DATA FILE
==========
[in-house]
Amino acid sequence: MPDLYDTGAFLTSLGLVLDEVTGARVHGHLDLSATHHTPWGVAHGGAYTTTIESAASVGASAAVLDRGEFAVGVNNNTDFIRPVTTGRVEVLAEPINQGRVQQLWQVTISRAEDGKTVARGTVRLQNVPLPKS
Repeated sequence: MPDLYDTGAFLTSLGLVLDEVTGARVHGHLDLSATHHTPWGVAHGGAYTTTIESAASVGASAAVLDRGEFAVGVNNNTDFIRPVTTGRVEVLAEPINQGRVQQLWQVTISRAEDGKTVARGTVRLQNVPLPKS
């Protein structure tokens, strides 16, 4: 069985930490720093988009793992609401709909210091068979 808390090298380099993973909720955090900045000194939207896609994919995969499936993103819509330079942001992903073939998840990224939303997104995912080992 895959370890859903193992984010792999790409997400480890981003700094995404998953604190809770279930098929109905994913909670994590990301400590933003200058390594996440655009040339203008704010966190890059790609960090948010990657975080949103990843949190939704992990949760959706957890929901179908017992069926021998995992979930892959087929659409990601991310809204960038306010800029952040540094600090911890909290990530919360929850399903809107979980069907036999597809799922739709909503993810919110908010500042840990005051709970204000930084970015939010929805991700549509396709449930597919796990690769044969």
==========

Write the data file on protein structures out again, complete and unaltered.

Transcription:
[in-house]
Amino acid sequence: MPDLYDTGAFLTSLGLVLDEVTGARVHGHLDLSATHHTPWGVAHGGAYTTTIESAASVGASAAVLDRGEFAVGVNNNTDFIRPVTTGRVEVLAEPINQGRVQQLWQVTISRAEDGKTVARGTVRLQNVPLPKS
Repeated sequence: MPDLYDTGAFLTSLGLVLDEVTGARVHGHLDLSATHHTPWGVAHGGAYTTTIESAASVGASAAVLDRGEFAVGVNNNTDFIRPVTTGRVEVLAEPINQGRVQQLWQVTISRAEDGKTVARGTVRLQNVPLPKS
């Protein structure tokens, strides 16, 4: 069985930490720093988009793992609401709909210091068979 808390090298380099993973909720955090900045000194939207896609994919995969499936993103819509330079942001992903073939998840990224939303997104995912080992 895959370890859903193992984010792999790409997400480890981003700094995404998953604190809770279930098929109905994913909670994590990301400590933003200058390594996440655009040339203008704010966190890059790609960090948010990657975080949103990843949190939704992990949760959706957890929901179908017992069926021998995992979930892959087929659409990601991310809204960038306010800029952040540094600090911890909290990530919360929850399903809107979980069907036999597809799922739709909503993810919110908010500042840990005051709970204000930084970015939010929805991700549509396709449930597919796990690769044969």